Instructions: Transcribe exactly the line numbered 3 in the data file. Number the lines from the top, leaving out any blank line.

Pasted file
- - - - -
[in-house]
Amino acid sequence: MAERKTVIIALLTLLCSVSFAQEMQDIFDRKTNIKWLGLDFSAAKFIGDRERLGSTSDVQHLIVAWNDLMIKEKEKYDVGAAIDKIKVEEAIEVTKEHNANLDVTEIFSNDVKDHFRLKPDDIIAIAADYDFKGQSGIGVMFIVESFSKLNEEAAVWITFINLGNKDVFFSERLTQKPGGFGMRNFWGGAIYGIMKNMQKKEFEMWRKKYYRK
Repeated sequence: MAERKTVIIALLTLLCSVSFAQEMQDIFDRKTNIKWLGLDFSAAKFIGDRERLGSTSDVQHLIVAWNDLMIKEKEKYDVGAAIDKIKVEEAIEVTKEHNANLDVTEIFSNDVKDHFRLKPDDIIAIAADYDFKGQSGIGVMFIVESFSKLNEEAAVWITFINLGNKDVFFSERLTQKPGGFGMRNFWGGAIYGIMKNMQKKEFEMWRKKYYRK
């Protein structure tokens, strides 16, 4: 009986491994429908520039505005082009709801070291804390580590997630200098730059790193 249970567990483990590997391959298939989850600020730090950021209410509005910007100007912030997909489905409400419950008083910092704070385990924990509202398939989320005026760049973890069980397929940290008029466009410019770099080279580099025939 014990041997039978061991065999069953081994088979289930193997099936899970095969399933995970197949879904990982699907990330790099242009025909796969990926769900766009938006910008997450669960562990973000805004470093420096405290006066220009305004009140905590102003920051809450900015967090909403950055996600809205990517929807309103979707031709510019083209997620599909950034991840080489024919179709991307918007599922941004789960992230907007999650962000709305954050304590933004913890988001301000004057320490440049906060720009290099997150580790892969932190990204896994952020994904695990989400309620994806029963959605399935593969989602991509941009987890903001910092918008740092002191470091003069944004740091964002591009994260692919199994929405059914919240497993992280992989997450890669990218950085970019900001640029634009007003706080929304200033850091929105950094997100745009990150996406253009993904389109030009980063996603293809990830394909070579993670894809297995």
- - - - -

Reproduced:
Repeated sequence: MAERKTVIIALLTLLCSVSFAQEMQDIFDRKTNIKWLGLDFSAAKFIGDRERLGSTSDVQHLIVAWNDLMIKEKEKYDVGAAIDKIKVEEAIEVTKEHNANLDVTEIFSNDVKDHFRLKPDDIIAIAADYDFKGQSGIGVMFIVESFSKLNEEAAVWITFINLGNKDVFFSERLTQKPGGFGMRNFWGGAIYGIMKNMQKKEFEMWRKKYYRK